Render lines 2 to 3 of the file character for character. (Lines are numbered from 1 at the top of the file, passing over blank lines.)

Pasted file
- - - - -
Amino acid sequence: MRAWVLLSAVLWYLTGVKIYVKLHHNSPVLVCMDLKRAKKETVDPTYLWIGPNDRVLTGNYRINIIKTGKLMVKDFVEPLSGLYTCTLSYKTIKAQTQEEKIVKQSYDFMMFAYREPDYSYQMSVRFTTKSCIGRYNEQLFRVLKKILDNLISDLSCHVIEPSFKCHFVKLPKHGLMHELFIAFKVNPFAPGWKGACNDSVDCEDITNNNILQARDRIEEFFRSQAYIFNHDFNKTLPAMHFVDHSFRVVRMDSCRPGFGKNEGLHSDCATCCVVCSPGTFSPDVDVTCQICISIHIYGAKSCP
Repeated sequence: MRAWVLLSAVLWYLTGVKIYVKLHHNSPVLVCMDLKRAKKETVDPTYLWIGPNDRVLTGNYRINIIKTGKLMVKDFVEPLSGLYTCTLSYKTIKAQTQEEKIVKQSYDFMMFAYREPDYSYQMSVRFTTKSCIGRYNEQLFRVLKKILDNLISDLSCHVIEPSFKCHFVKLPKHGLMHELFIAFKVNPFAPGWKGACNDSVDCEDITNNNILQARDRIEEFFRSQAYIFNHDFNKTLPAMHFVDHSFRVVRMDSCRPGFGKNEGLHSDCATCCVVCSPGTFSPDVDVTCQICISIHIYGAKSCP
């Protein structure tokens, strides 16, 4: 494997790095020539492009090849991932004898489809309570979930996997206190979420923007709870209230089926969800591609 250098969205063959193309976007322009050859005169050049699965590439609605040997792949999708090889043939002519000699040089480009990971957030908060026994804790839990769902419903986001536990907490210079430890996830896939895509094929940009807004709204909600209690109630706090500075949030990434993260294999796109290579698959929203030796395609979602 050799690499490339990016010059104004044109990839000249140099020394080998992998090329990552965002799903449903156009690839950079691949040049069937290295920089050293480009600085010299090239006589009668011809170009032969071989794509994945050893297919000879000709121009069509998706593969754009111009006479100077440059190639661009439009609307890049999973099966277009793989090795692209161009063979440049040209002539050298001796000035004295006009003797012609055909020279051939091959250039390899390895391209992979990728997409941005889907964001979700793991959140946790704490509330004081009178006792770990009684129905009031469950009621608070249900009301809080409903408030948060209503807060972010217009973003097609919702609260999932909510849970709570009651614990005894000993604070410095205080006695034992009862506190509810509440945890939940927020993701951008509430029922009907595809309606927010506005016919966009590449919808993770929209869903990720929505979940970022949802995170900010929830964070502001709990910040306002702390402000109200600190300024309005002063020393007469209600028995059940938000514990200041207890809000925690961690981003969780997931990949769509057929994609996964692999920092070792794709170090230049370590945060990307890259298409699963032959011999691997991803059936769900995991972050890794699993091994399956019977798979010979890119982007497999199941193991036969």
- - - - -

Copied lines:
Repeated sequence: MRAWVLLSAVLWYLTGVKIYVKLHHNSPVLVCMDLKRAKKETVDPTYLWIGPNDRVLTGNYRINIIKTGKLMVKDFVEPLSGLYTCTLSYKTIKAQTQEEKIVKQSYDFMMFAYREPDYSYQMSVRFTTKSCIGRYNEQLFRVLKKILDNLISDLSCHVIEPSFKCHFVKLPKHGLMHELFIAFKVNPFAPGWKGACNDSVDCEDITNNNILQARDRIEEFFRSQAYIFNHDFNKTLPAMHFVDHSFRVVRMDSCRPGFGKNEGLHSDCATCCVVCSPGTFSPDVDVTCQICISIHIYGAKSCP
């Protein structure tokens, strides 16, 4: 494997790095020539492009090849991932004898489809309570979930996997206190979420923007709870209230089926969800591609 250098969205063959193309976007322009050859005169050049699965590439609605040997792949999708090889043939002519000699040089480009990971957030908060026994804790839990769902419903986001536990907490210079430890996830896939895509094929940009807004709204909600209690109630706090500075949030990434993260294999796109290579698959929203030796395609979602 050799690499490339990016010059104004044109990839000249140099020394080998992998090329990552965002799903449903156009690839950079691949040049069937290295920089050293480009600085010299090239006589009668011809170009032969071989794509994945050893297919000879000709121009069509998706593969754009111009006479100077440059190639661009439009609307890049999973099966277009793989090795692209161009063979440049040209002539050298001796000035004295006009003797012609055909020279051939091959250039390899390895391209992979990728997409941005889907964001979700793991959140946790704490509330004081009178006792770990009684129905009031469950009621608070249900009301809080409903408030948060209503807060972010217009973003097609919702609260999932909510849970709570009651614990005894000993604070410095205080006695034992009862506190509810509440945890939940927020993701951008509430029922009907595809309606927010506005016919966009590449919808993770929209869903990720929505979940970022949802995170900010929830964070502001709990910040306002702390402000109200600190300024309005002063020393007469209600028995059940938000514990200041207890809000925690961690981003969780997931990949769509057929994609996964692999920092070792794709170090230049370590945060990307890259298409699963032959011999691997991803059936769900995991972050890794699993091994399956019977798979010979890119982007497999199941193991036969």